Thursday, 30 September 2010
Anyway, a few weeks ago a quip from me within earshot of one of my wife's American friends led to a box of Twinkies being dispatched over the Atlantic. And the verdict? They're alright. A bit like miniature Victoria Sponges but without the jam. I expected them to be crunchier I think. Maybe if I deep-fried them?
Thursday, 23 September 2010
So I arose from my beanbag to do a little research, and a few minutes later I'd discovered my favourites were indeed the work of one man and on finding this very helpful webpage I realised that I'd unwittingly been into the work of Julian House for ages. Even the little covers he did for those MOJO compilations.
I'd heard of him in connection with the last Broadcast album but I think it was only after seeing the sleeves he'd done that I decided to have a listen to the Ghostbox catalogue. A lot of the music's a little too library for my liking (though And The Cuckoo Comes is one of the best things I've heard for ages). But again I love their sleeves, he's clearly in thrall to Penguin book design, in particular the Marber grid.
Anyway, back to Cobra and Phases Group Play Voltage in the Milky Night, this is my favourite song on the album - despite their reputation I don't think tunes really come much more accessible than this.
Stereolab The Emergency Kisses
Oh, and this one as well. Another of my favourite musical moments at 0.10. I don't know what's making that noise but it sounds like the future.
Stereolab Op Hop Detonation
Friday, 17 September 2010
There was no need to worry - we were lucky with the weather for the time of year so it was a sunny day with not that many people milling about. My admiration for the tv series to one side it really is a very beautiful place. Seriously, if I believed in heaven this spot would be a pretty good template. There's a tower-like vantage point not far from where you first enter the village proper (No. 6 and No. 2 have a chat there in Dance of the Dead). From there, with the sun on my face and cooled by the sea breeze, I could have stood surveying the dimpled beach below for hours. Later I went to go to the beach but it was a bit muddy so I didn't bother - I did see this jellyfish though.
Thursday, 16 September 2010
The Small Faces What'cha Gonna Do About It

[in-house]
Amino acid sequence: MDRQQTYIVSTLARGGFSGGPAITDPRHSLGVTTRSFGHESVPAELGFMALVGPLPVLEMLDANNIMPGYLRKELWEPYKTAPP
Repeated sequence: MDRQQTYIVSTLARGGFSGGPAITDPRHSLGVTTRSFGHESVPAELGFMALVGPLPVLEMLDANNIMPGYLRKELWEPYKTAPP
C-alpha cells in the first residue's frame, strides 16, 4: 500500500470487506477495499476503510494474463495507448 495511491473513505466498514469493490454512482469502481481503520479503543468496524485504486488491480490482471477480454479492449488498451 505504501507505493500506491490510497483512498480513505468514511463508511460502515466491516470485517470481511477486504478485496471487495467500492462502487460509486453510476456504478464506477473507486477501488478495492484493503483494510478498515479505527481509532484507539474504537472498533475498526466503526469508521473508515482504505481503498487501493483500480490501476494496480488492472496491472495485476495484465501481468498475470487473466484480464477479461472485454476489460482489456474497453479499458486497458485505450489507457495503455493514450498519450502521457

I never realised just how short this track is. It jumped on my first vinyl copy between 1:24 and 1:27, I still find it odd hearing the lyrics in full there. It also features a great stretch of feedback which ends with one of my favourite little musical moments at 1:10 when a piercing guitar note caroms off an organ jab.
The Small Faces Red Balloon
I only found out this was a Tim Hardin cover a few weeks ago, still prefer this version though.
Wednesday, 15 September 2010
The seating consists I think entirely of booths - my favourite arrangement, the whole look of the place is pleasingly muted and, while I'm sure it's well within health and safety requirements, the place doesn't seem fanatically antiseptic. I can't stand places where every aspect of the decor is subservient to hygiene.
My lunch there, not too promising at first sight perhaps - the squared off egg, the sausage sliced down the middle. I normally specify two sausages, egg and chips but, trying a new cafe and not wishing to make a fuss, I just casually requested sausage, egg and chips and to hell with the consequences. Sometimes that'll mean two sausages, sometimes not. Now I know. It was all surprisingly tasty and, washed down with a can of coke, it came to £3.50, which was good value - especially compared to the £7.70 I ended up paying last week for a take away burrito over on Fleet Street.
Tuesday, 14 September 2010
And so lunchtime the next day I hopped on a bike and pedalled to Sounds of the Universe. Five minutes and about twenty-four quid later I walked out of there with six shiny vinyl discs of very high quality funk. What a bargain. What a label. What a shop. It's impossible to go wrong. I'm even considering that Polyphonic Voices of Georgia album.
Anyway, a tune from vol 2. The original, which I'm not ashamed to say I'd never heard before.
Benny Spellman Fortune Teller
And, for variety, a less funk but no less cool cover version. I've always loved the Stones version but found this during some pre-purchase sussing out. The Vibrations - a bit of confusion had me thinking those brothers really nailed that British Invasion sound. But no, a classic British garage track with one of the scruffiest riffs this side of You Really Got Me.
The Vibrations Fortune Teller
Monday, 13 September 2010
The Small Faces The Autumn Stone
Sunday, 12 September 2010